Both artist and collector should sign and date the artist bill of sale to demonstrate that both are in agreement with the terms of the sale.  Retain your copy!


Technically speaking, a copyright is automatically put in place the moment that a piece of artwork is created. However, registering the work will make any potential legal disputes much easier in the future by providing a public record that serves as simple proof that the artwork is yours. Registering is simple and can be done online with the Copyright Office of the U.S. Library of Congress. All you need to do is fill out a registration form on the electronic Copyright Office page and pay the fee. Here is how it works.

Copyright is automatic and provides the copyright holder with the exclusive right to:

  • Reproduce (i.e., make copies of) the work
  • Create derivative works based on the work (i.e., to alter, remix, or build upon the work)
  • Distribute copies of the work
  • Display the work publicly

As soon as you create your artwork, you will have these rights. Copyright registration is not required (it only provides extra benefits). You also don’t need a copyright notice (i.e. © Jim Smith 2016). You may want to include language on the Bill of Sale that establishes who owns the copyright in the image, which is different from the physical work.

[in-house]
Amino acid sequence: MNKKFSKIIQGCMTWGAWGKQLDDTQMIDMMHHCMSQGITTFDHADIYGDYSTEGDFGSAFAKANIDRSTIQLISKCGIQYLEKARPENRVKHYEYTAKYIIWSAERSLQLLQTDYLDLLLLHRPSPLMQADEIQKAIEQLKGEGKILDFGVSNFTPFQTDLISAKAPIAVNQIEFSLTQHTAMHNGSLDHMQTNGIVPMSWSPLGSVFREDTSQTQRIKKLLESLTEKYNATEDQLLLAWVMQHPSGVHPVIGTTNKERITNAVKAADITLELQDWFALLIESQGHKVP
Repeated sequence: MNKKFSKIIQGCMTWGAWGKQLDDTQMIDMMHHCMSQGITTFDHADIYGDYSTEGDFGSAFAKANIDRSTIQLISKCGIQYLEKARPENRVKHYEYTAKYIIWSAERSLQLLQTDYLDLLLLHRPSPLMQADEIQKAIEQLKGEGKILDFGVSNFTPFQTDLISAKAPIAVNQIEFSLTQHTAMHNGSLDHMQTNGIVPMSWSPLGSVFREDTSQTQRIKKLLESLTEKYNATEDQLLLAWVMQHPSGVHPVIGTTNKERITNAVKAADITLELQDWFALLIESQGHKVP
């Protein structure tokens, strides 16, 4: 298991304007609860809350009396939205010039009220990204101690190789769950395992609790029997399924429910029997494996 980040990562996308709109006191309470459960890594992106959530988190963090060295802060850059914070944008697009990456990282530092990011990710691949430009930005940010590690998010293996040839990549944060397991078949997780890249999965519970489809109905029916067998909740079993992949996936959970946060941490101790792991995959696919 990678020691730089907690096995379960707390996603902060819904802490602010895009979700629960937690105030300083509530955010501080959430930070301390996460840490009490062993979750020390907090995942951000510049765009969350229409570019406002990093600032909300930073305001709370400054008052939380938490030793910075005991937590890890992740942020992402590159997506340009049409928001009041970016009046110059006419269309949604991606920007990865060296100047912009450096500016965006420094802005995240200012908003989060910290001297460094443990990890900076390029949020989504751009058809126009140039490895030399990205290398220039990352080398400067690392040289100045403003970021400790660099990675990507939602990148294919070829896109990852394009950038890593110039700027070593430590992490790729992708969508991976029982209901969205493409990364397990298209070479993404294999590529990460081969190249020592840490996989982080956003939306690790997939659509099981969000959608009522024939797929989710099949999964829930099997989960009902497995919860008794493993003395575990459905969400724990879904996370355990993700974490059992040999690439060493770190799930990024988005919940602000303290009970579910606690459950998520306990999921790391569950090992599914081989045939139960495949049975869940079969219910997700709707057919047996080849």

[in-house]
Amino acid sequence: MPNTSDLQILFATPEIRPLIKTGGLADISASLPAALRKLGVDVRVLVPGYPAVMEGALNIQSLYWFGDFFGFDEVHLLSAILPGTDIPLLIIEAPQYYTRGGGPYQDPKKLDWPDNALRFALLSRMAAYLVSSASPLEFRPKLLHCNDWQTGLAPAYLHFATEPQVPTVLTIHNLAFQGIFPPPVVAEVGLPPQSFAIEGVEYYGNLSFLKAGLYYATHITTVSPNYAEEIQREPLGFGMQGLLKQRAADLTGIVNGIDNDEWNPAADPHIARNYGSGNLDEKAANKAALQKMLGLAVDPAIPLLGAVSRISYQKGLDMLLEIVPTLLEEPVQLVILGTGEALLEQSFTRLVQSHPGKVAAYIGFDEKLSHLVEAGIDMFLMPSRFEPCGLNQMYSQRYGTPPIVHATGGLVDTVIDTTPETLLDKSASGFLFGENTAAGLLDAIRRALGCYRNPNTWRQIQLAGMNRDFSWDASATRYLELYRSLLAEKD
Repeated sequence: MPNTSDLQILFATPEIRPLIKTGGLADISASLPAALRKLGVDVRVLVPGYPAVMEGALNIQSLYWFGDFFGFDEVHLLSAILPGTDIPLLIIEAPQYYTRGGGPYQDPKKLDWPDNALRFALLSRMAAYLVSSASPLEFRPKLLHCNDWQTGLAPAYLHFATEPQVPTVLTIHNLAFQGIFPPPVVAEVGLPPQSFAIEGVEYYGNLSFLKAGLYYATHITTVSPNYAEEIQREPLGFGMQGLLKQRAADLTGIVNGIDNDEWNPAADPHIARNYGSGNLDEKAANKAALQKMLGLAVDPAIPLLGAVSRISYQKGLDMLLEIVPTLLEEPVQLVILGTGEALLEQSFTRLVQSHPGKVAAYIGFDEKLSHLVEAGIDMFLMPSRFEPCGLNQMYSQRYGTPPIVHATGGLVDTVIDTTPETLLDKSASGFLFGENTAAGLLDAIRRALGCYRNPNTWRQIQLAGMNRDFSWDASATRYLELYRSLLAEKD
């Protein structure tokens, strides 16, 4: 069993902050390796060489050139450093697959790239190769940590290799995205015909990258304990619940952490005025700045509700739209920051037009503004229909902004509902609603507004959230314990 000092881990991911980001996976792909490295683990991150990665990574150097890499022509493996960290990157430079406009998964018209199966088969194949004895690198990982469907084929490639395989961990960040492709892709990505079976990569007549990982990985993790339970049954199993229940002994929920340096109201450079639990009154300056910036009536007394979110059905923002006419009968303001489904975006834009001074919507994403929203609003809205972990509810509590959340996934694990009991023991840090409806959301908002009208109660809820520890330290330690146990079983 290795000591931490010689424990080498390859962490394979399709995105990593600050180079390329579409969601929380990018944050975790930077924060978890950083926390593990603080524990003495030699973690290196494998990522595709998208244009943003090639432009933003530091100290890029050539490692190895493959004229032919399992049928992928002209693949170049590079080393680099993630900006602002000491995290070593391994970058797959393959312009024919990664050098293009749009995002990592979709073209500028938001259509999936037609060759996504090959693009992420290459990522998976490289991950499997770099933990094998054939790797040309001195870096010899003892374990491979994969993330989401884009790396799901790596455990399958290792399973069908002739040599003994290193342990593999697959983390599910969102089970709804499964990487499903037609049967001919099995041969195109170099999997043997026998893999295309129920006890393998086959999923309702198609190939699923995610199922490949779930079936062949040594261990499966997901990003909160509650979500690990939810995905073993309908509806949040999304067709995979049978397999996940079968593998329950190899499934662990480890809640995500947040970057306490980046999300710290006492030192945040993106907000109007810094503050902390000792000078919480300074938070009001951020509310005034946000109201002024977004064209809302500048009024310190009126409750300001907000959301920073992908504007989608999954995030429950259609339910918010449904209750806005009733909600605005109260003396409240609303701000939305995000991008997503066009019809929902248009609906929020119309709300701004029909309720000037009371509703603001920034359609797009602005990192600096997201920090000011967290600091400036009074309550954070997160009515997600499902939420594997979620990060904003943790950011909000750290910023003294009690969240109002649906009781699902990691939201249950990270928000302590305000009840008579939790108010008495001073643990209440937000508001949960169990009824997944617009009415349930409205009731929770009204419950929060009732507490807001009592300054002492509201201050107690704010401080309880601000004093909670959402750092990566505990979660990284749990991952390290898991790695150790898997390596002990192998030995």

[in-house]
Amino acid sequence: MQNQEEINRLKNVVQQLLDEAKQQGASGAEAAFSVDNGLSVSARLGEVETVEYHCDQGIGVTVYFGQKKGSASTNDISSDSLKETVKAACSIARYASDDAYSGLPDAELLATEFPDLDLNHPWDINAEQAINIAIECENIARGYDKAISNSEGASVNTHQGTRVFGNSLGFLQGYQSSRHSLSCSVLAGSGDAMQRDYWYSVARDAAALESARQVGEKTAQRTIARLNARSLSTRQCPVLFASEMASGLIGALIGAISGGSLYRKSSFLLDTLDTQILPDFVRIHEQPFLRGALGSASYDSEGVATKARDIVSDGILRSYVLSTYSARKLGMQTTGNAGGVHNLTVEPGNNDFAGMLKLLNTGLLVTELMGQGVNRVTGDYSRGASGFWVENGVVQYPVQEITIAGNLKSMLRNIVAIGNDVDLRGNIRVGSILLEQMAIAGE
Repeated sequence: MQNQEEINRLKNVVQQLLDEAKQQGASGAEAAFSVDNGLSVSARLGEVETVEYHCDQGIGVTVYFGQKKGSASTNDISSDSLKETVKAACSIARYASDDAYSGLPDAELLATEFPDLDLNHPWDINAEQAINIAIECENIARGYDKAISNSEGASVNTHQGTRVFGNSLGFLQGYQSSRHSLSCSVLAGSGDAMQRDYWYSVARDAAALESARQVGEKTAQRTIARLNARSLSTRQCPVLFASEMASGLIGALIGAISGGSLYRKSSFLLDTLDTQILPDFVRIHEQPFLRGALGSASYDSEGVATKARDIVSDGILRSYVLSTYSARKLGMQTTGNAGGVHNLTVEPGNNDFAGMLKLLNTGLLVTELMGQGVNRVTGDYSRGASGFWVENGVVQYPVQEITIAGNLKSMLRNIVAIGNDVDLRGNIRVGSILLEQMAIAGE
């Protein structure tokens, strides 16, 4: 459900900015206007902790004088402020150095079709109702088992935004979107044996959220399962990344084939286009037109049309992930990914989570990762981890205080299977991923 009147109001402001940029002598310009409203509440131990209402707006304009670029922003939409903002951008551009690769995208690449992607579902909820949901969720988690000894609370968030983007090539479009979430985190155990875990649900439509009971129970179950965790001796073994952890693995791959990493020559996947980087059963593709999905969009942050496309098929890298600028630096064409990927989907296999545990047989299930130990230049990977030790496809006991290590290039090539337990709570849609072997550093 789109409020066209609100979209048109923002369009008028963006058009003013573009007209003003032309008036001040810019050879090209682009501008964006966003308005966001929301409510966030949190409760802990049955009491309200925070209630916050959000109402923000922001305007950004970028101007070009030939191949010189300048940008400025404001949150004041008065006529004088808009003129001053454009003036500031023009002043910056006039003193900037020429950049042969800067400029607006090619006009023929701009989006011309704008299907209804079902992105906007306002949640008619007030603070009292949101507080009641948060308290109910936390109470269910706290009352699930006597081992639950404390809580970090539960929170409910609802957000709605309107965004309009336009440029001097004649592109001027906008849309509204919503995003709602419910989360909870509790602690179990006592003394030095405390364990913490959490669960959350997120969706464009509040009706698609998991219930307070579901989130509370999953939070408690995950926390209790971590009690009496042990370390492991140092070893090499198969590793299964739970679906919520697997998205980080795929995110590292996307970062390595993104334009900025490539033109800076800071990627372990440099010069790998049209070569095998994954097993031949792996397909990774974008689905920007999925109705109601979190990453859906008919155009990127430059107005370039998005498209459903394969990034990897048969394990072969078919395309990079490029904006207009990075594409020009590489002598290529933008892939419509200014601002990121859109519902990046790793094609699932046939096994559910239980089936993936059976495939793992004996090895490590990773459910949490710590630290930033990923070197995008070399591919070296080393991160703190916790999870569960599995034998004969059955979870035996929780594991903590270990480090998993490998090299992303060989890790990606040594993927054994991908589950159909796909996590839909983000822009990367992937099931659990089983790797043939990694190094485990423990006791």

An example of a copyright clause to include is:

Copyright and Reproduction. The Artist reserves all reproduction rights, including the right to claim statutory copyright in the Work. The Work may not be photographed, sketched, painted, or reproduced in any manner whatsoever without the express written consent of the Artist. 

Artrepreneur’s Art Law Journal has excellent information, advice and resources on all art law matters, including explaining copyright and reproduction rights in terms that are easy to understand.


You should have a Certificate of Authenticity for all finished artwork that is sold. This document functions as proof that the artwork is an authentic creation of the artist who has signed and dated it. Artists can author this document themselves.

Typically, a Certificate of Authenticity is issued when an artwork is sold at a gallery, so it is validated by a trusted third party. If you sell your work yourself, you can look into getting a third party verification certificate from companies like  Monegraph or Verisart. Verisart creates secure digital certificates for art and binds them to detailed provenance records.